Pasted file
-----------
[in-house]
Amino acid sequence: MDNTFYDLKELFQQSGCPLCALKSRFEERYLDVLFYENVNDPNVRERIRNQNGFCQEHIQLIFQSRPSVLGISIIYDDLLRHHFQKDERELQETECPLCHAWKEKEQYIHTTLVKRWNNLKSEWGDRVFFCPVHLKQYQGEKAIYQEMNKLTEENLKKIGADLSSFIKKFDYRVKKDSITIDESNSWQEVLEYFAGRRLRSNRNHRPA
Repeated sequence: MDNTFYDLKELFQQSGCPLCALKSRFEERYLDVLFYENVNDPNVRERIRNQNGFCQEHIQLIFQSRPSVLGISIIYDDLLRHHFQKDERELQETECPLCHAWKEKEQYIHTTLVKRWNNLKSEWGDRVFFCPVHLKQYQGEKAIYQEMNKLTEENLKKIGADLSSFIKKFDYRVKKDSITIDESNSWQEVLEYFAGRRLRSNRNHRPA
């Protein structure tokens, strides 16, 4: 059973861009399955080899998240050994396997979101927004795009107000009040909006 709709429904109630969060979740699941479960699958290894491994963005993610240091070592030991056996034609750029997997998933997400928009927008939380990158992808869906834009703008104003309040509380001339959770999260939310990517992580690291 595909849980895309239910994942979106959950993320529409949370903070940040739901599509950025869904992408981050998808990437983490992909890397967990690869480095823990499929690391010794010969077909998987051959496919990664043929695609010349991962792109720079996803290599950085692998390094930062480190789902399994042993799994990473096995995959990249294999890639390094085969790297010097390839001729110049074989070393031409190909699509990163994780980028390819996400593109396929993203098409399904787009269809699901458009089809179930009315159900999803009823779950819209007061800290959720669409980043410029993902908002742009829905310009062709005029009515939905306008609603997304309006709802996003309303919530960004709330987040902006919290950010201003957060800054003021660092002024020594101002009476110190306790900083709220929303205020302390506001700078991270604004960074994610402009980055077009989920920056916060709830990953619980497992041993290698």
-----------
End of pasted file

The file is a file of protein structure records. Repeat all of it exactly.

[in-house]
Amino acid sequence: MDNTFYDLKELFQQSGCPLCALKSRFEERYLDVLFYENVNDPNVRERIRNQNGFCQEHIQLIFQSRPSVLGISIIYDDLLRHHFQKDERELQETECPLCHAWKEKEQYIHTTLVKRWNNLKSEWGDRVFFCPVHLKQYQGEKAIYQEMNKLTEENLKKIGADLSSFIKKFDYRVKKDSITIDESNSWQEVLEYFAGRRLRSNRNHRPA
Repeated sequence: MDNTFYDLKELFQQSGCPLCALKSRFEERYLDVLFYENVNDPNVRERIRNQNGFCQEHIQLIFQSRPSVLGISIIYDDLLRHHFQKDERELQETECPLCHAWKEKEQYIHTTLVKRWNNLKSEWGDRVFFCPVHLKQYQGEKAIYQEMNKLTEENLKKIGADLSSFIKKFDYRVKKDSITIDESNSWQEVLEYFAGRRLRSNRNHRPA
């Protein structure tokens, strides 16, 4: 059973861009399955080899998240050994396997979101927004795009107000009040909006 709709429904109630969060979740699941479960699958290894491994963005993610240091070592030991056996034609750029997997998933997400928009927008939380990158992808869906834009703008104003309040509380001339959770999260939310990517992580690291 595909849980895309239910994942979106959950993320529409949370903070940040739901599509950025869904992408981050998808990437983490992909890397967990690869480095823990499929690391010794010969077909998987051959496919990664043929695609010349991962792109720079996803290599950085692998390094930062480190789902399994042993799994990473096995995959990249294999890639390094085969790297010097390839001729110049074989070393031409190909699509990163994780980028390819996400593109396929993203098409399904787009269809699901458009089809179930009315159900999803009823779950819209007061800290959720669409980043410029993902908002742009829905310009062709005029009515939905306008609603997304309006709802996003309303919530960004709330987040902006919290950010201003957060800054003021660092002024020594101002009476110190306790900083709220929303205020302390506001700078991270604004960074994610402009980055077009989920920056916060709830990953619980497992041993290698």